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Jakarta Post

Trumping international law

  • Editorial Board

    The Jakarta Post

Jakarta   /   Wed, January 8, 2020   /   08:06 am
Trumping international law In this file photo taken on January 3, 2020, US President Donald Trump makes a statement on Iran at the Mar-a-Lago estate in Palm Beach Florida. (AFP/Jim Watson)

Being a superpower comes with its own perks; one of those advantages is that rules don’t apply to you.

When some international laws and conventions are not to your liking, you can opt out and go your own way. For a superpower like the United States, it has always been “my way or the highway”.

In 2001, fearing that the Kyoto Protocol, if implemented, could hurt the US economy, then president George W. Bush decided to withdraw from the agreement. Also, in an effort to protect US leaders and citizens from being subjected to war crime investigations, the US decided not to join the International Criminal Court with little or no consequences.

This American “exceptionalism” has gone on for years and the administration of Republican President Donald Trump only took it to a brazenly new level. As if to match Trump’s bluster, US military might has been used to bring forth brute force to hit US enemies. The assassination of Iran’s leader of the elite military Quds Force, Qassem Soleimani, is just the latest example.

American military forces and/or intelligence services have previously been involved in attempting to eliminate leaders of enemy nations, from Cuban leader Fidel Castro to Libya’s Muammar Gaddafi, but these were mostly covert operations in the dark underbelly of intelligence and counterintelligence operations. The reason for such a nondisclosure policy was that the targets represented sovereign actors.

US presidents from Bush to Barack Obama have passed on the opportunity to eliminate Soleimani and although moral and legal considerations did not play a part in the decision-making by the Bush and Obama administrations, the two apparently realized that murdering a general of Soleimani’s caliber could spark wider conflagration in the region.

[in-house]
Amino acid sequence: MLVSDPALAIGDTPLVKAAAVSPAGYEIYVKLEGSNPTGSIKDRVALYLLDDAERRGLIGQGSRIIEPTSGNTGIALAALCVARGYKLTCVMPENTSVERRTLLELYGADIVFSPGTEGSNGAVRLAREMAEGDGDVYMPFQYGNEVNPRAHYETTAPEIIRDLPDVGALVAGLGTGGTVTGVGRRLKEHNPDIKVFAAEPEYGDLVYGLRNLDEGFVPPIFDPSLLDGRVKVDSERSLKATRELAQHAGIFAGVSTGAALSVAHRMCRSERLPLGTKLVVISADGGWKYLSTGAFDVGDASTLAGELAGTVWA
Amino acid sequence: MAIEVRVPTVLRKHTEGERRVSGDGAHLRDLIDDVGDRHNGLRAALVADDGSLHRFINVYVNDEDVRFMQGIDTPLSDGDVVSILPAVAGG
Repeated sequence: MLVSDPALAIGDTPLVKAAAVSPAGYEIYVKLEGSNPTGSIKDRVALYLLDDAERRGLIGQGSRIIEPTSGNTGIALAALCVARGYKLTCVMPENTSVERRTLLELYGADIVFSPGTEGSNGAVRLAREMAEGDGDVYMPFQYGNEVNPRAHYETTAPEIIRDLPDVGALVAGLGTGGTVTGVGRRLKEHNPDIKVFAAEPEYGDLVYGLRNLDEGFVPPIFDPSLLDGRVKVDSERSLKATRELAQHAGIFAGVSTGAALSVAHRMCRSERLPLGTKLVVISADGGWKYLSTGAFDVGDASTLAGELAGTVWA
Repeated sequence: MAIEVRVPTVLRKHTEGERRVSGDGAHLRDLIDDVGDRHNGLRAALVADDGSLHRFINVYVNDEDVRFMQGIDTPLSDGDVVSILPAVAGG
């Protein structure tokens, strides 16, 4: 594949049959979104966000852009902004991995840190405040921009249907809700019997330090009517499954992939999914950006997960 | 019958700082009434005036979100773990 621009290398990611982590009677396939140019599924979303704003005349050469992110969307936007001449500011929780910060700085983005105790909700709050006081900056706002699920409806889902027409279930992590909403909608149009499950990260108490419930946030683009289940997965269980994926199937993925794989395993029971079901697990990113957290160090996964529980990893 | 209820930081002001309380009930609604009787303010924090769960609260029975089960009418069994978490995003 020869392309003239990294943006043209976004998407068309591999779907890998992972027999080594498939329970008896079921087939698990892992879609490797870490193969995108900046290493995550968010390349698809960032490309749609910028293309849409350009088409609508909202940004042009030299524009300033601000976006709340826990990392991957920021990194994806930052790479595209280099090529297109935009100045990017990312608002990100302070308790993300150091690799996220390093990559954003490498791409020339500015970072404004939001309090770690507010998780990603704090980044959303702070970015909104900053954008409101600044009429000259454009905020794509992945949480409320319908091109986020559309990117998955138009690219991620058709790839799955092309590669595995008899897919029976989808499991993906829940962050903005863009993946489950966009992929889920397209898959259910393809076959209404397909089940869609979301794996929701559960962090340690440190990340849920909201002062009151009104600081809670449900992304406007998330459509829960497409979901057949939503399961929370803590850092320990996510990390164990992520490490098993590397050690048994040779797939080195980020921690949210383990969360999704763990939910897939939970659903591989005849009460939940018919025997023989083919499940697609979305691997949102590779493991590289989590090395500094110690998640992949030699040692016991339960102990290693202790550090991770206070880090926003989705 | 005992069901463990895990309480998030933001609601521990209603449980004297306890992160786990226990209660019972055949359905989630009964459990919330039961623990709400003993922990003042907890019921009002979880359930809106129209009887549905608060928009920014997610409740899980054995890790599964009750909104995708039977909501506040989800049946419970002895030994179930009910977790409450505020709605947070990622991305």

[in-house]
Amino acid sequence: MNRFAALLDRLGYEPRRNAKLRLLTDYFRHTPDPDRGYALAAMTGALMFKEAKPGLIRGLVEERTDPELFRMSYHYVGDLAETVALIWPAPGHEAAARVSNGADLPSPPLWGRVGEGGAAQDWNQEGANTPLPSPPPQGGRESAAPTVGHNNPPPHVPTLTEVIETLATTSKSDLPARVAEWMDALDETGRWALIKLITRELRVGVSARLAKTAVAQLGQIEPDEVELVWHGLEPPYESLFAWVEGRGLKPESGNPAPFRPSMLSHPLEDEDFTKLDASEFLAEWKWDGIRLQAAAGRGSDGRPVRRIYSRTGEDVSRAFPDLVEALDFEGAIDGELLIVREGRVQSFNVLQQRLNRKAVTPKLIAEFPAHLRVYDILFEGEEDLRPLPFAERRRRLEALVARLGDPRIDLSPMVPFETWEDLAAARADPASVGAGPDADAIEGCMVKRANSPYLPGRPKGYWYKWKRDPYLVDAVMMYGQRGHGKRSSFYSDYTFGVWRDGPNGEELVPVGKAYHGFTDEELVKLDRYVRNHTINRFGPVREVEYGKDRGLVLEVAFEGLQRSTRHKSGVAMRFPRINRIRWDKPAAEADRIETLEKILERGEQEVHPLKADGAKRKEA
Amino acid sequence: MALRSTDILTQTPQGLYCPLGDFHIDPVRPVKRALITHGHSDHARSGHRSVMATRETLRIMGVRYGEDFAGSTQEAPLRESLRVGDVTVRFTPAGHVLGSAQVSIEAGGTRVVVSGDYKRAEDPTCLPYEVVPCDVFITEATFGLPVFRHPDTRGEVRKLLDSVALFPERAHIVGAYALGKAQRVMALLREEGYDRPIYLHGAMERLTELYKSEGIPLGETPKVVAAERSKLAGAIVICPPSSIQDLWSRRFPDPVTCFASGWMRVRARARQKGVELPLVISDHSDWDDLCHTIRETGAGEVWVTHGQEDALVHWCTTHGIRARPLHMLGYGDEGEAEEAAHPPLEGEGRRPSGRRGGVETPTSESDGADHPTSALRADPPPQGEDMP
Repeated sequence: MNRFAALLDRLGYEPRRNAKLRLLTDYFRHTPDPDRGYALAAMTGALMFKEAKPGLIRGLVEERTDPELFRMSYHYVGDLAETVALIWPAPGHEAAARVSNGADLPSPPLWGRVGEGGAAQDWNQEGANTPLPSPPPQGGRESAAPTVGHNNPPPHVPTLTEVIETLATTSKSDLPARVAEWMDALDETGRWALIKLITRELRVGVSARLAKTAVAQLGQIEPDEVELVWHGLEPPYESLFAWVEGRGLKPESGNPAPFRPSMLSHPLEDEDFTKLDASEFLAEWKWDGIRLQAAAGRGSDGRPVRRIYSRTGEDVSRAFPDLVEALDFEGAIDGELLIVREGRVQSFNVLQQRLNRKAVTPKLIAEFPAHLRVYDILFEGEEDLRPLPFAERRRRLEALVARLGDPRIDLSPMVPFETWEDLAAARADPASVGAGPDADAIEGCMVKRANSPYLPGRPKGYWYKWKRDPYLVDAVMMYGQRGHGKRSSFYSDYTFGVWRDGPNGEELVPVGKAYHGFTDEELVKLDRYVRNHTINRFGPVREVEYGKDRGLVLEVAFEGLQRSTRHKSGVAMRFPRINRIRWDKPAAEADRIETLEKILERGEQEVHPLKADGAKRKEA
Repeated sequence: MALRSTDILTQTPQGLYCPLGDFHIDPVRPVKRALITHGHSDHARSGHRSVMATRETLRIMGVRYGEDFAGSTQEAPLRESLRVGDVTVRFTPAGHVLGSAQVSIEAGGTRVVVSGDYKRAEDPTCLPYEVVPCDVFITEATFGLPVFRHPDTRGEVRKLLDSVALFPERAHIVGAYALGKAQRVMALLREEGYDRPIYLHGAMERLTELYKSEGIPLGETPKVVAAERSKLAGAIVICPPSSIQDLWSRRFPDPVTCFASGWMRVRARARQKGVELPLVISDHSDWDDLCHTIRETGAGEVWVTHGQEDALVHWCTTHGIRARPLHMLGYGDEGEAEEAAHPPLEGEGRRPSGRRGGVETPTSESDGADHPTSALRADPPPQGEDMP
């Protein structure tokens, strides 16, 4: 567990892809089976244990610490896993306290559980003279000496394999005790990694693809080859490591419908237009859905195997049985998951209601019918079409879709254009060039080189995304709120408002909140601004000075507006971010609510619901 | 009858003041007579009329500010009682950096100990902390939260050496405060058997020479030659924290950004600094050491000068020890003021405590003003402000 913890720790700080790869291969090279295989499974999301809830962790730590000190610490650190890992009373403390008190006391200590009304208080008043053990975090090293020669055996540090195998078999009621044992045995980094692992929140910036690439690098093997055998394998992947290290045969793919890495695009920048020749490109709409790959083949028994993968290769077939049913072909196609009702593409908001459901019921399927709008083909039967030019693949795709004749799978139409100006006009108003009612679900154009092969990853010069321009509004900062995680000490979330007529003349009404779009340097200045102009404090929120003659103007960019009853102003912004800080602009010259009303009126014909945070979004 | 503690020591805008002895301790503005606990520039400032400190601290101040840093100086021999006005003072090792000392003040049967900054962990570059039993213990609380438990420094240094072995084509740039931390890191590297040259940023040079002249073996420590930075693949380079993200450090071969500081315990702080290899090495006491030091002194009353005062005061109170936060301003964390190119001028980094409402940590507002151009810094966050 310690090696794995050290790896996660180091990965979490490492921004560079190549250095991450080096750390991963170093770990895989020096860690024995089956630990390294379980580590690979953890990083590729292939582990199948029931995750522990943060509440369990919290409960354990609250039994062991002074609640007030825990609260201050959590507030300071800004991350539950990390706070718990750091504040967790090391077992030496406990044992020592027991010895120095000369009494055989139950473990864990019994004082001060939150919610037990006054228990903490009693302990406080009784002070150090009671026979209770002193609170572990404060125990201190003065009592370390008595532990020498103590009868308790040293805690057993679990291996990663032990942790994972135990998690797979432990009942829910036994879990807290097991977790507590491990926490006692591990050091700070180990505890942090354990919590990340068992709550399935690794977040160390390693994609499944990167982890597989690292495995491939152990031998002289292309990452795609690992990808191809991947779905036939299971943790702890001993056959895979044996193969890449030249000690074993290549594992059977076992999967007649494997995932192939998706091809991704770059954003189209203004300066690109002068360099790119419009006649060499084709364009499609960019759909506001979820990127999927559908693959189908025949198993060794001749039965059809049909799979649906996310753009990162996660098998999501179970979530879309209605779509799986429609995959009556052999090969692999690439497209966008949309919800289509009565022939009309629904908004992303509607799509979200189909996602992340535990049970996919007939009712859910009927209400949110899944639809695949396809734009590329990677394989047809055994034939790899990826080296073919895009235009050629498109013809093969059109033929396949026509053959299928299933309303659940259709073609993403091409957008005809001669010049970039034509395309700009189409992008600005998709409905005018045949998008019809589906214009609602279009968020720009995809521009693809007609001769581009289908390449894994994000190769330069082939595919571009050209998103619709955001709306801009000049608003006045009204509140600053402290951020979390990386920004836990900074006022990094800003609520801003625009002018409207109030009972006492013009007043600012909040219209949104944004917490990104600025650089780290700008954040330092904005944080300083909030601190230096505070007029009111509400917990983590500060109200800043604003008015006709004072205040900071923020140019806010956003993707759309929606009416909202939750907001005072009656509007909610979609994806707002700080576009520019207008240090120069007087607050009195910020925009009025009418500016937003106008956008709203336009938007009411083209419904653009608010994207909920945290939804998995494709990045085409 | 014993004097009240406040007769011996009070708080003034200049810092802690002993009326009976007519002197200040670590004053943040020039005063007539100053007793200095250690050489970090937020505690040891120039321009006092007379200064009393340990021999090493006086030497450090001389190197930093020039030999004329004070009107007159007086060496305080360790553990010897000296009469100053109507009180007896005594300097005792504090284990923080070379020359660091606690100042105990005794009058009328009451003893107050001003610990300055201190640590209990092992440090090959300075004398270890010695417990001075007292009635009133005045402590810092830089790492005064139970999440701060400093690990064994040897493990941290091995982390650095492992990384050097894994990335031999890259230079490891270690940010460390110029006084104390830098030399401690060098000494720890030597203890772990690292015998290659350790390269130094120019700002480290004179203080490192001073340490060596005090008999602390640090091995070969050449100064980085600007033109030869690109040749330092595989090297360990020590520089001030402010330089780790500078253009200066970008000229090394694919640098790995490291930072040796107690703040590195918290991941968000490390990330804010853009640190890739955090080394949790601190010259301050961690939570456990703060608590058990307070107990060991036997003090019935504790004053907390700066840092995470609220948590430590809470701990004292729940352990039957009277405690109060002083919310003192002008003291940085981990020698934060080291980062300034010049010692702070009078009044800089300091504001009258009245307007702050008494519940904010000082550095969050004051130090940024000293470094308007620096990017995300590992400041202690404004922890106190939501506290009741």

However, realism and pragmatism is in short supply in the Trump administration. If anything, Trump upped the ante by pledging that he would blow up 52 targets, including some Iranian cultural sites, if the Shiite nation retaliates against the US, a clear violation of international law.

In the past three years, Trump has wreaked havoc in America’s domestic political and legal system. He has shattered norms and conventions including by refusing to release his tax returns, or divesting himself of his family business and by refusing to cooperate with the House impeachment proceedings. Now the time has come for him to thumb his nose at international conventions.

We can deal with some of Trump’s previous infractions, such as when he used tariffs as leverage in a trade war or when he decided to abandon the Paris Climate Agreement.

But his decision to assassinate a sovereign actor like Soleimani could set off a major war that could inflict pain on millions of people in the Middle East and destabilize different parts of the world.

Every sensible world leader must try to stop this madness and start ramping up diplomacy to solve the US-Iranian standoff. There should also be a mass movement to dissuade Trump and his foreign policy cabal from kicking off a new stage of “endless war” in the Middle East.